I almost feel bad comparing tracks on Endgame to stuff from Megadeth’s extensive back catalog, so it’s at this point in the review that I’ve gotta step in and emphasise that this really sounds like Endgame, not a collection of rehashes of past tracks. The comparisons are just provided to give you a rough idea of the general vibe of the tracks. Got that? Ok good, cos the title track ‘Endgame’ kinda reads like a sequel to ‘Youthanasia’ in feel and theme. It’s almost like Mustaine is revisiting the bleak warning of ‘Youthanasia’ and taking it to its ultimate dystopian conclusion. Once again the arrangements are quite proggy. About ¾ of the way in, we revisit several of the musical feels established on Killing Is My Business …And Business Is Good, except updated for 2009. It’s an intense ride, and despite the gritted teeth of Mustaine’s vocal delivery you can kinda imagine him grinning at how much fun it must be to play a track like this.
Hey, how did you feel about Risk? Cos that might determine how you feel about ‘The Hardest Part Of Letting Go …Sealed With A Kiss’ Here we find the more melodic, orchestrational Dave, with a heartfelt and nuanced vocal delivery. The opening section contains delicate acoustic guitars including a little classical guitar mixed down low and some electric harmonies, before everything brutals back up again. Check out the riff at 1:52 to hear Megadeth showing Dream Theater how to really pull off the prog metal thing. This could very well be considered a centrepiece track, and it’ll be very interesting to see if it makes it into the live set.
‘Head Crusher.’ I’m sure everyone’s heard this by now – another pass at the ‘Sleepwalker’ vibe, and an odd choice for first single. To be honest I’d much rather hear ‘44 Minutes’ as the first single – it’s melodic yet heavy and instantly memorable, whereas ‘Head Crusher’ took me a few listens to get my ears around. It’s unrelenting and furious, with monstrous shredding throughout and particularly in the solo, but while I think it was a great choice of track to show metal fans that Megadeth were sitting on a pretty intense album, I can’t help thinking it would have been better left as a teaser, or at least used as a teaser then held off to be the second single. That said, you really can’t fault the song.
‘How The Story Ends.’ More crushingly thick Mustaine rhythm tone with punchy muted single notes mingling with chord stabs. Drummer Shawn Drover is a star on this one. Great memorable chorus, somewhat like something from the Cryptic Writings era but once again undeniably Endgame. Broderick brings out the acoustic for a little flamenco moment, showing that even though he’s an unstoppable shred machine, he can also play it sensitive. The following electric solo is an arpeggiated tour de force which could grow to be a show stopper in a similar way to Marty Friedman’s ‘Tornado Of Souls’ lead – it’s not as long but probably packs in four times as many notes!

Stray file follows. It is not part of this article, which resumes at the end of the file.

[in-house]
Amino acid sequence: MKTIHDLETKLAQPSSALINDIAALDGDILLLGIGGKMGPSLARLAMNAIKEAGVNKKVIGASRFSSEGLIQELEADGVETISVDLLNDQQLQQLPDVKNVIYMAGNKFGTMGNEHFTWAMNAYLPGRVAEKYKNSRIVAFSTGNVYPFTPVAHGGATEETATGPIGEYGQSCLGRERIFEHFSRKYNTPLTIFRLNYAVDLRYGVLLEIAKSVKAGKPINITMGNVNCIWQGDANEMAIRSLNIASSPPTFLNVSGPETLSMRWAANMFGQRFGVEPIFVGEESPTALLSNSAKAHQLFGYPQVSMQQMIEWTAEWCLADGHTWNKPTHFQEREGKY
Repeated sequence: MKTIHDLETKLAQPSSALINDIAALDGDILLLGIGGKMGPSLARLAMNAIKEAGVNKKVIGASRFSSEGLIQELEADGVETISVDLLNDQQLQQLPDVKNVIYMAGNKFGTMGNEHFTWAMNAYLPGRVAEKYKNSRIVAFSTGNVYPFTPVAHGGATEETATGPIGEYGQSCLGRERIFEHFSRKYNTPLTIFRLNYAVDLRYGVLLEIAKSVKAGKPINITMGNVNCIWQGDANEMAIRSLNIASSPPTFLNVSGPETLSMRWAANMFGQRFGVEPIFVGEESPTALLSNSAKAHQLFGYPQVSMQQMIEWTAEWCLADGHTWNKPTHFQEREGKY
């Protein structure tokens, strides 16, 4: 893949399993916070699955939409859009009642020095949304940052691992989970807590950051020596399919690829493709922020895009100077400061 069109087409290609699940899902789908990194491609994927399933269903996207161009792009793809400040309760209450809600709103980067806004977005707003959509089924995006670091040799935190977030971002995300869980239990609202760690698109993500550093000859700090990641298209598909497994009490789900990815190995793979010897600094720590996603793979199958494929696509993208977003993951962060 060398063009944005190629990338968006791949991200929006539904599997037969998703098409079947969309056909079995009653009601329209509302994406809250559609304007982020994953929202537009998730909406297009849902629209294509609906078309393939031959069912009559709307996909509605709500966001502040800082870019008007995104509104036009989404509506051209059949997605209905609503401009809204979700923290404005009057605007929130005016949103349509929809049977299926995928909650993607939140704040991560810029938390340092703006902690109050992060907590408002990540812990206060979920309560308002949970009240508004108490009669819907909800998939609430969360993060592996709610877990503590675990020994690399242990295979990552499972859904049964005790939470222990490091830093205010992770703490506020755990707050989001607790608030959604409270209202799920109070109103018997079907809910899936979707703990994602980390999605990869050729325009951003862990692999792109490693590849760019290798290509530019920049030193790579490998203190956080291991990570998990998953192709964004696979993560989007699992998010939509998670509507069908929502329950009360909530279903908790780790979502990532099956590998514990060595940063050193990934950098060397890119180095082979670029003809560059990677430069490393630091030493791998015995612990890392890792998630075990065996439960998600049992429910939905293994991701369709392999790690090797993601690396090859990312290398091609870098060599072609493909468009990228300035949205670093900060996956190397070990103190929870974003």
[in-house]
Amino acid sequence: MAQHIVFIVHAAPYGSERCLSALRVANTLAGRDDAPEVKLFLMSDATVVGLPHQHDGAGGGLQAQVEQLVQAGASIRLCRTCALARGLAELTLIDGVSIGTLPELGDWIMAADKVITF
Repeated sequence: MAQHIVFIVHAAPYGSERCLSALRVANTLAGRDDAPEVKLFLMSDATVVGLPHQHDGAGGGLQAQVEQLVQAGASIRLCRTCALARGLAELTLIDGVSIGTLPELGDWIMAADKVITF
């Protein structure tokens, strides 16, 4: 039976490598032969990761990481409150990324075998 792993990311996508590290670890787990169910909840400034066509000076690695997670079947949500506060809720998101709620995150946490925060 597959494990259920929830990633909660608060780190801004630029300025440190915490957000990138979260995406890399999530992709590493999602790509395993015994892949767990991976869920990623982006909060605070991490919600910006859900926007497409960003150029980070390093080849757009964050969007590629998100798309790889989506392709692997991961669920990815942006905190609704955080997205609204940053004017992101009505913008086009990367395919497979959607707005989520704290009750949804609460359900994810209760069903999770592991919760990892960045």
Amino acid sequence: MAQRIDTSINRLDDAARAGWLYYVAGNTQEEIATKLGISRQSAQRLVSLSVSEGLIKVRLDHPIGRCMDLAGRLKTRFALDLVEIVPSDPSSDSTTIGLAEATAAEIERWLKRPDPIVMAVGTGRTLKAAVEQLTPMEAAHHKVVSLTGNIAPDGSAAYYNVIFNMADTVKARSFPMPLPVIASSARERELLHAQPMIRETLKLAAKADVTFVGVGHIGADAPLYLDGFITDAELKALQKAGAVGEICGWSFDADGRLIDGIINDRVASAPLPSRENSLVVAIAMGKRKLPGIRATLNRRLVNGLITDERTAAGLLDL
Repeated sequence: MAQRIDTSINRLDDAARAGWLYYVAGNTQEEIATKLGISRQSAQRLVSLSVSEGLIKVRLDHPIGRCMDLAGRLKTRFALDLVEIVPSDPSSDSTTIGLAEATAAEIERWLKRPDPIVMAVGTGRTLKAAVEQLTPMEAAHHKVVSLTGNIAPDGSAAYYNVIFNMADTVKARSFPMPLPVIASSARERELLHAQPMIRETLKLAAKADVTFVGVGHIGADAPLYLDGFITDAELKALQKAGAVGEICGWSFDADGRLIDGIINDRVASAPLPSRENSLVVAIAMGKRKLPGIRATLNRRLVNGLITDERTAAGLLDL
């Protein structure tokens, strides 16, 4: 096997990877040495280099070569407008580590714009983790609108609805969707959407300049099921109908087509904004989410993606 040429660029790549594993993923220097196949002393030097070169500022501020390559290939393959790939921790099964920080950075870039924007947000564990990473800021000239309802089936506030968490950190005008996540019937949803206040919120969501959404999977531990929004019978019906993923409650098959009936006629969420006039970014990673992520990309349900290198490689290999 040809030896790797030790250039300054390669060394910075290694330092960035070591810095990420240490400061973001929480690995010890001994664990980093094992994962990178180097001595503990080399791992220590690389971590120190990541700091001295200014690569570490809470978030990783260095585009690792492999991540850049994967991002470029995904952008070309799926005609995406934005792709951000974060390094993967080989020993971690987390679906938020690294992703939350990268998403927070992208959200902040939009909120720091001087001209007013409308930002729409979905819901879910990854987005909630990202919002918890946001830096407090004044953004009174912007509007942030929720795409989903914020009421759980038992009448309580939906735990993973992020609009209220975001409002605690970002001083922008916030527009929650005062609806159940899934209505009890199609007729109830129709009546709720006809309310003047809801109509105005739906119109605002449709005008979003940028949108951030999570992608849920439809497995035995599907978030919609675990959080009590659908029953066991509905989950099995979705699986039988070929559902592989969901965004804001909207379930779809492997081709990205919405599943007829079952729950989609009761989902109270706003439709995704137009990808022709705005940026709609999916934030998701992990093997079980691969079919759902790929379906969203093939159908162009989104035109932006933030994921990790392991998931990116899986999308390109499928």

‘Nothing Left To Lose’ opens with a creeping James Lomenzo bassline before a big Mustaine riff kicks in. It just fits as a closing track, in a similar way to how Megadeth could not possibly have ended Countdown To Extinction with any song other than ‘Ashes In Your Mouth.’ Chuggy guitars in the verses, big harmonies in the choruses, double-time solo… A kickass track that probably wouldn’t work so well earlier in the album but is right at home here. Classic Mustaine ‘wide stretch’ solo too.
Other thoughts: Shawn Drover’s sound on Endgame is more natural and open than on United Abominations. The word is that producer Andy Sneap decided to go with real drum sounds as opposed to samples this time round, and the added dynamic range recalls Vinnie Colaiuta’s work on The System Has Failed. Also, James Lomenzo has proven himself to be an indispensable part of Megadeth’s sound. He doesn’t roam as much as he did in Zakk Wylde’s Pride & Glory, but he provides a solid, powerful low end and a confident, powerful tone.
And Sneap. Sneap, Sneap, Sneap, Sneap, Sneap. Awesome producer but there’s always a fear that anything he touches will end up sounding like ‘an Andy Sneap record.’ That’s certainly not the case here. While I can’t help feeling that he may have influenced the level of distortion on Dave’s guitars just a little, he seems to have focused on getting the best Megadeth performances possible on Endgame without really stamping his sonic footprint on anything.
So that’s Endgame. Where do I rank it compared to its predecessors? Well I’ve been thinking about this a lot, and the more I listen to it, the more I like it. As of today I’d rank it equal second with Countdown To Extinction, Rust In Peace being number one. I know that probably sounds like a huge call – bands aren’t meant to make super-great albums this far into their career, right? We’d be happy with ‘Well, it doesn’t suck,’ yeah? – but it’s really that good. The fact that Mustaine is out there cranking out soon-to-be-classics like ‘44 Minutes,’ ‘This Day We Fight,’ ‘The Hardest Part Of Letting Go’ and ‘Bodies’ in 2009 when most of his contemporaries are… nah, y’know what? I’m not gonna go there. Endgame should be appreciated on its own merits, for what it is. And what it is, is one of Megadeth’s finest moments.